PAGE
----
It’s been a pretty big week for anyone anticipating next-generation consoles. Wired released an exclusive interview they had with Sony’s Mark Cerny about the next-generation PlayStation, which we all assume will be called the PlayStation 5. During the interview, they also got to see some demonstrations of the technology being talked about firsthand. While it’s hard to call this the official PS5 reveal, it’s the first batch of information we’ve gotten directly from Sony about what’s coming after the PS4. We published a few of the big headline-worthy news bits from the interview, but if you want to make sure you know everything, we’ve gathered everything we learned about the PS5 from Wired’s interview right here.
Everything We Know About the PS5
It’s not called the PS5… yet
Wired’s article made mention that Cerny would not call the console the PS5, PlayStation 5, or any other variation of that name. In fact, Cerny didn’t name the system at all, simply referring to it as the “next-gen console” for the duration of the interview. While we can assume that it will probably be called the PlayStation 5 when it is officially revealed, at this point us calling it the PS5 is purely speculation, convenience, and good for the SEO.
It’s been in development for four years
This was really more of a passing comment, but Wired mentioned that Sony has “spent the past four years building” the next-gen console. That means it’s probably coming pretty soon, but not too soon…
It’s not coming in 2019
Sorry if you were expecting news about the console to mean a release this year. We aren’t going to see the PS5 until 2020. While Sony made no mention of release outside of confirming it’s not a 2019 release, it would be odd to release details this early for a system that isn’t releasing until 2021, so expect it next year.
It will create “fundamental changes in what a game can be”
The goal of the PS5 is not to simply make a small incremental evolution. Cerny says he doesn’t simply want to “add another layer to the sorts of experiences [we] already have access to.” Instead the goal is to change the landscape of the console enough to give developers more freedom to change up games at a fundamental level.
Devkits are going out at an accelerated pace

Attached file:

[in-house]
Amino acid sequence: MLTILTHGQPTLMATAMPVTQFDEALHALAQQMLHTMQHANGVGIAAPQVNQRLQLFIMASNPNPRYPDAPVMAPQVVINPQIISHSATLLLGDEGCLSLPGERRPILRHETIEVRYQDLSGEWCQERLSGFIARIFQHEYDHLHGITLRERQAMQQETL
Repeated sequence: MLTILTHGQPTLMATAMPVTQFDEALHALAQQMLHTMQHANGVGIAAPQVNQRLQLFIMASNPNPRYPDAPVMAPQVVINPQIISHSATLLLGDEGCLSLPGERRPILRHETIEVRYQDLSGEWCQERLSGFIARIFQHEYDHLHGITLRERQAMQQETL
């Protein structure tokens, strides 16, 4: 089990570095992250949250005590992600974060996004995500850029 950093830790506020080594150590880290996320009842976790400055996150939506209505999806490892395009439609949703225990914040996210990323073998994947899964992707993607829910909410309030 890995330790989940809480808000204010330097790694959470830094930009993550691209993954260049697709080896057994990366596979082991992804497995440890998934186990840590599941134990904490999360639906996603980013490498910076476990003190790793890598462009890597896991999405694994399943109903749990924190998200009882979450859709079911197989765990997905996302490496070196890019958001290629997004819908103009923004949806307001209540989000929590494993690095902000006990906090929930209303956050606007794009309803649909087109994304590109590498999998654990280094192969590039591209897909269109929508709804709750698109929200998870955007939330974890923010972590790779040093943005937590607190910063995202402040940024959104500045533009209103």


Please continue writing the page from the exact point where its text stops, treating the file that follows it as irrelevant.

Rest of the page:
There are already a number of studios that have been working with the PS5 dev kits, and Sony has “accelerated its deployment” of additional devkits. Sony wants to give creators plenty of time to adjust to the things that are possible with the new console. Sounds like the hardware is basically in the bag now, and we’re just getting ready for reveal and launch, for developers to finally show off the capabilities of the PS5.
The PS5 integrates developers’ wishes
As a creator himself, and as the system architect of the next PlayStation console, Mark Cerny worked with developers to make sure that the PS5 would fulfill gaps in current capabilities. It also incorporates some of the Cerny’s own “gaming hopes” to really make sure that the PS5 is worthy of being a generational leap from current generation.
It’s using some impressive chip sets
We’re still waiting on hearing more about the specific numbers and specs, but we got clued in to the CPU and GPU chips that the PS5 will use. The CPU is “based on the third generation of AMD’s Ryzen line and contains eight cores of the company’s new 7nm Zen 2 microarchitecture.” Given that the Wired article says “based on,” it sounds like the PS5’s CPU is a custom chip designed specifically for the console rather than an off-the-shelf model.
The GPU is also custom, a “variant of Radeon’s Navi family.” It supports real-time ray tracing, a feature that hasn’t been widely available at the consumer level before now (mostly used in Hollywood effects and high-end processors). Ray tracing models how light interacts within an environment with various objects and textures, which increases the realism. The PS5 is the first reported console to support the feature.
It supports ray tracing
Yeah, I just mentioned this when talking about the chip set, but it’s worth talking about more in depth, as it looks to be a major feature of the PS5. Ray tracing simulates light interacting with the environment, including how it plays off of the various objects in it. If you have light shining in through your window, it’s not just a single light source. You would have light bouncing around off of objects with different textures and colors, which creates the lighting profile of your room. Ray tracing can better simulate that realism. It’s also useful for audio and the pathways sound takes within the environment.
It will focus on a better audio experience
By shifting more processing power to audio, Cerny hopes to “redefine what sound can do in a video game.” The AMD chip being used for the CPU includes a custom unit specifically for 3D audio, which will be compatible with standard TV speakers and virtual surround sound (such as soundbars). Cerny is really aiming for this technology to shine when a player is using headphones though. Cerny talked about “presence” when describing the audio experience, which is something that we’ve heard time and again about VR. It seems that Sony is taking some pointers from their experience with the PSVR headset and what players love so much about it.